The report is pretty clear about there being more than one air marshal on the plane, but doesn't explain why. I am sure there aren't enough air marshals to go around, and so it seems like they really shouldn't double up. While the report doesn't say this, I am going to assume that the plane was completely full of air marshals on their way to an air-marshal convention, just because I like the thought of a fake air marshal trying to bluff his way onto a plane going to an air-marshal convention.
For whatever reason, Rimkufski must have flashed his badge on the plane as well, because something prompted one or more of the air marshals to inspect it. The badge did not read "Air Marshal" but rather "Fisher Island Chief of Police," and Rimkufski was kicked off the plane. He was not, however, arrested, which still has not been explained. I can't even joke about Osama bin Laden without being waterboarded, and this guy poses as an air marshal and walks away? I think maybe this confirms my theory about the convention -- if they were all in a hurry to get to Vegas, that might explain it. But for whatever reason, Rimkufski was free to go.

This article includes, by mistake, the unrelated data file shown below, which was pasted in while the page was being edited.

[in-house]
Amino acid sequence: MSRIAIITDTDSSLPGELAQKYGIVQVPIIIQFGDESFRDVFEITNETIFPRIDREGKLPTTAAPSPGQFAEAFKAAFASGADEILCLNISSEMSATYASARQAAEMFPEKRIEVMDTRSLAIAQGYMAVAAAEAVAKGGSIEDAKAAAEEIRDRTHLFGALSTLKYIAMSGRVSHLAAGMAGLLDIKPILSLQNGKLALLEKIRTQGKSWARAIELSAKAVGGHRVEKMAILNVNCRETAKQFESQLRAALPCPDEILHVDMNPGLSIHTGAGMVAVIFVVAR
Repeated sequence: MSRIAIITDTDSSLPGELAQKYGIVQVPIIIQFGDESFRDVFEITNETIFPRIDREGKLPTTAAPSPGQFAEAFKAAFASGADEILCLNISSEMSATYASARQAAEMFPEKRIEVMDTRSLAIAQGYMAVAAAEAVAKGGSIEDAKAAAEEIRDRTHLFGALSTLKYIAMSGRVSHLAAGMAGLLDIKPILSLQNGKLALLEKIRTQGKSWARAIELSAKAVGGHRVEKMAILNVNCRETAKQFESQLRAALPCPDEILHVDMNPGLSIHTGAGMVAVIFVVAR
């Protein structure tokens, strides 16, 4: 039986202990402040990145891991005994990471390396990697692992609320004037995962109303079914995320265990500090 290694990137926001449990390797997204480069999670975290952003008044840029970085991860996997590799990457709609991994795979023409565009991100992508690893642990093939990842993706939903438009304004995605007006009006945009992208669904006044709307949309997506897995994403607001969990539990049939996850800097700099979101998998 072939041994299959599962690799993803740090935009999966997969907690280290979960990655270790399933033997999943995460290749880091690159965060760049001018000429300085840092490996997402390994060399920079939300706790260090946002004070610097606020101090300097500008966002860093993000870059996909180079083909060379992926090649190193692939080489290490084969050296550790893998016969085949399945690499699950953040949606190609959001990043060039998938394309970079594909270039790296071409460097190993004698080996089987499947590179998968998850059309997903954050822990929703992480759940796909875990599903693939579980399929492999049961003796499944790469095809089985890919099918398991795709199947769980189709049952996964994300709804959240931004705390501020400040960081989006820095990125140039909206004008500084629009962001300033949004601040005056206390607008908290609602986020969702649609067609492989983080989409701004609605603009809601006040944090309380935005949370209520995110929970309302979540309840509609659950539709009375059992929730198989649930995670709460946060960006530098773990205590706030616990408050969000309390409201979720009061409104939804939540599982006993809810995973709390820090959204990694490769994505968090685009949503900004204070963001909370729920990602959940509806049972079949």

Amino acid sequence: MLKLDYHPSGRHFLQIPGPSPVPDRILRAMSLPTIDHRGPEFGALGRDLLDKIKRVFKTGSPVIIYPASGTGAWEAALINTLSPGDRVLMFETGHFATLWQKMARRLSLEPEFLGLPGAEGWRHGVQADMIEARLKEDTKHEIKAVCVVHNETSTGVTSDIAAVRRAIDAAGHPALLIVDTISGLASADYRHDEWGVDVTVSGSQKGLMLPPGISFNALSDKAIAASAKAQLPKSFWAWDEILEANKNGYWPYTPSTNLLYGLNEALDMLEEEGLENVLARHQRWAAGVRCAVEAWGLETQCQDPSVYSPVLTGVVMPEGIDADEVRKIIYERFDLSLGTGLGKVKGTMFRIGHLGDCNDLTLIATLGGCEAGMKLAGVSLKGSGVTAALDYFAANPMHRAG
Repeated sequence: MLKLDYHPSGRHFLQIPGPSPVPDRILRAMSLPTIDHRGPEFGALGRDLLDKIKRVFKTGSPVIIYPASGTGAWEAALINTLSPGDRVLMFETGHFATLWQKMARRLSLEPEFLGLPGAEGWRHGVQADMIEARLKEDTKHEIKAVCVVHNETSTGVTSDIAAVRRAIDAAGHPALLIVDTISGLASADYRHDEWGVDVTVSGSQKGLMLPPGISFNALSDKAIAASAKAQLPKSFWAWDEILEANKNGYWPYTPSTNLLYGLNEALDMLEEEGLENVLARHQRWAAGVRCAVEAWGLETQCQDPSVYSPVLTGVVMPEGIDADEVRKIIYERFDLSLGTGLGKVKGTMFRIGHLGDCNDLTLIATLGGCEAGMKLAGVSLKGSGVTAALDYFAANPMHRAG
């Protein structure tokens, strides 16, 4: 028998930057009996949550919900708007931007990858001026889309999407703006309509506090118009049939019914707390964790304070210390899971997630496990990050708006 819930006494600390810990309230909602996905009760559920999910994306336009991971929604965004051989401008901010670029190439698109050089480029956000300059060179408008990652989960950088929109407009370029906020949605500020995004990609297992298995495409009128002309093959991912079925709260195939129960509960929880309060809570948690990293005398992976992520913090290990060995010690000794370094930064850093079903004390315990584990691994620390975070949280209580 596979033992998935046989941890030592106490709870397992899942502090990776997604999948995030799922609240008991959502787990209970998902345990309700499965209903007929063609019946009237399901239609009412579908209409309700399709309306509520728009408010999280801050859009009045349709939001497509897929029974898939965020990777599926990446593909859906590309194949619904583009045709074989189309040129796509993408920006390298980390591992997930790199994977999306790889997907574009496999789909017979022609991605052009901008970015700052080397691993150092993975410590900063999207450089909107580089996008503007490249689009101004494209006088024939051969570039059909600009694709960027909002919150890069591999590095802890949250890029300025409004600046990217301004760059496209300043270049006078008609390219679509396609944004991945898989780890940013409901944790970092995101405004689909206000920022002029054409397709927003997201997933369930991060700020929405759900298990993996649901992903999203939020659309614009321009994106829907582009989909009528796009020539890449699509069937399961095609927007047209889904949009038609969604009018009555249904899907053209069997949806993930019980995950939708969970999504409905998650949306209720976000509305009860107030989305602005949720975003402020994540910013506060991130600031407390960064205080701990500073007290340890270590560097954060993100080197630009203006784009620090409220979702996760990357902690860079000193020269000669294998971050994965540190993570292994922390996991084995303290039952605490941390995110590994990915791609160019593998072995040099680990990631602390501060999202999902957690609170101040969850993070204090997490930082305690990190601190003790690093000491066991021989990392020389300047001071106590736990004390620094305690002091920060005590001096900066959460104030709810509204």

But he didn't. Pushing his luck, Rimkufski went to the "Admiral's Club" (raising another unsolved mystery -- why they have an "Admiral's Club" at an airport) to have a drink and "loudly complain" about not being allowed onto the flight. Whether he bragged about his fake badge and was reported by the other admirals or the air marshals had called the authorities is unclear, but airport police showed up at the bar and arrested Rimkufski.
It was probably an especially bad idea to get drunk and complain rather than making a getaway, since it turned out Rimkufski was carrying $14,000 in cash, also uses the alias "Harry Rimm," and was ultimately bound for Dubai. No offense to Dubai, but that seems awfully suspicious. For now, though, he is charged only with impersonating a law-enforcement officer.
There is no "Fisher Island Police Department," either.
Recently, a South Carolina judge ruled that poker is a game of skill and not a game of chance. The issue was before him because state police -- apparently with little else to do -- have been raiding private poker games, based on this extremely well-written 1802 law: